For at least the last seven years UME, who I still like to claim as a Houston band despite their relocation to Austin, have been carrying on the style of music that walks the line between “shredder guitar rock with a sexy female singer”, “shoegazer”, and “Brit-rock” made popular by bands like Lush, The Breeders, and Throwing Muses. Three years ago another band, The Joy Formidable, swooped in and claimed the crown to this genre and I’ve wondered ever since where that left UME in the grand scheme of things. Ideally, anyone who likes The Joy Formidable would also like UME, but sometimes it’s tough to give your allegiance to two very similar bands. But UME keep touring and building their audience, and there is no way I’m going to miss the chance to photograph them. Last year they helped me make some of my favorite photos of the festival. (Jason S.)
[UME plays at 12:40PM on Sat., June 1st, at the Neptune Stage.]
 

The Men
When I first heard there was a new band called “The Men,”, I wondered, “What’s up with all these bands that don’t want to be found on Google?” Then the name started to fit. They seem to get their sound from the more energetic heavier side of the Velvet Underground, with some hints of ’70s Manchester Punk thrown in (Buzzcocks and early Joy Division). There’s also a bit of that Minneapolis Sound I mentioned when I talked about Japandroids. All of this is describing their first album. Their second album throws us some curveballs, with slower Americana-tinged songs like “Open the Door” and “High and Lonesome.” It will be interesting to find out how much of that side we see in a live setting. (Jason S.)
[The Men play at 6:40PM on Sun., June 2nd, at the Jupiter Stage.]
 

A Sea Es
This is Free Press Summerfest’s fifth, year and as you probably know, it has grown and grown since 2009. Along with that growth, the Houston bands are naturally starting to get edged out little by little. This year there are two (or is it three?) less stages than last year, and though that’s probably a good thing logistically, it leaves fewer chances for Houston bands to play and get exposure. We’ll probably never see the sixty-plus Houston acts play FPSF ever again, but that’s nothing against Free Press, as nearly a third of the bands playing this year are from Houston. What it really tells me is that we need another festival (or a third day at this one).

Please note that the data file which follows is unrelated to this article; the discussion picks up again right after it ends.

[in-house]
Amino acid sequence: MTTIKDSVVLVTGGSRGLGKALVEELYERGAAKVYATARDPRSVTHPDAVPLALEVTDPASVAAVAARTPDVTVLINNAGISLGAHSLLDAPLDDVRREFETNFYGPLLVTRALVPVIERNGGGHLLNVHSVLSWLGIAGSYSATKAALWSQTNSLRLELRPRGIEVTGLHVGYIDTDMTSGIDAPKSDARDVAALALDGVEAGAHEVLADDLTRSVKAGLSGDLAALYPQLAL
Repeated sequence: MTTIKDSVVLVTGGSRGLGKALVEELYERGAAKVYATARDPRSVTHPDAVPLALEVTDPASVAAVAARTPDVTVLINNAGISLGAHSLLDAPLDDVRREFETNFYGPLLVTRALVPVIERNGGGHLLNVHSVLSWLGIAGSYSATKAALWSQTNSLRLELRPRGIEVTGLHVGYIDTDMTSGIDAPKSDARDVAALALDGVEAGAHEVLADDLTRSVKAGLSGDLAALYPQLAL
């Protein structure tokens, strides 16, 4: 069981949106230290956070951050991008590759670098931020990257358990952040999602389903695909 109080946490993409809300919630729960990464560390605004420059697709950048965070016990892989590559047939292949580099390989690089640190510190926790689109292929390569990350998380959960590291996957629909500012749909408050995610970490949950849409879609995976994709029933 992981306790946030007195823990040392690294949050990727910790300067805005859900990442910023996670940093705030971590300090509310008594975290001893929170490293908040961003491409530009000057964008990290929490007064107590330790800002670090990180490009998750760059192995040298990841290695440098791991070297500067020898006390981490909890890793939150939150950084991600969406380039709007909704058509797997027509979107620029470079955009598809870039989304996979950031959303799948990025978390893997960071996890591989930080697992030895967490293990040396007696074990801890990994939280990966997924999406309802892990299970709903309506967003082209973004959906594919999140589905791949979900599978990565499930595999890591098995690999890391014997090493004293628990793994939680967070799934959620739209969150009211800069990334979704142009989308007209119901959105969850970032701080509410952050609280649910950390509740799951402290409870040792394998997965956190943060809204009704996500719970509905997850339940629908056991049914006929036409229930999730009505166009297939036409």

Anyway, about A Sea Es… This is their second go-round at FPSF; led by Austin Smith‘s singing, keyboard playing, and guitar and ukulele looping, the band gets interesting tribal-like sounds. My first tendency is to compare them to the later years of Talking Heads, but the last time I saw them live, they played a song that blew me out of the water. It was more like recent Radiohead; getting their CD, I couldn’t find that song, so I guess it’s a new one. Anyway, as with most of the Houston bands, you’ll have to get there early if you want to see them. (Jason S.)
[A Sea Es plays at 12:20PM on Sat., June 1st, at the Neptune Stage.]
 

phew. Three down, more to come; keep watching/reading…


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2 Responses to “FPSF 2013 Rundown, Pt. 3: Kashmere Stage Band + Emily Bell + Japandroids + SOJA + Savoy + Buxton + Social Distortion + UME + A Sea Es + More”

  1. SPACE CITY ROCK » FPSF 2013 Rundown, Pt. 4: Gogol Bordello + The Octopus Project + Machine Gun Kelly + The Niceguys + Alabama Shakes + Jandek + More on June 1st, 2013 at 1:06 am

    […] FPSF 2013 Rundown, Pt. 3: Kashmere Stage Band + Emily Bell + Japandroids + SOJA + Savoy + Buxton + S… […]

  2. SPACE CITY ROCK » FPSF 2013 Rundown, Pt. 5: The Suffers + Matt & Kim + Geto Boys + The Bronx + Midnight Norma Lane + Orents Stirner + The Postal Service + More on July 24th, 2013 at 3:29 pm

    […] FPSF 2013 Rundown, Pt. 3: Kashmere Stage Band + Emily Bell + Japandroids + SOJA + Savoy + Buxton + S… […]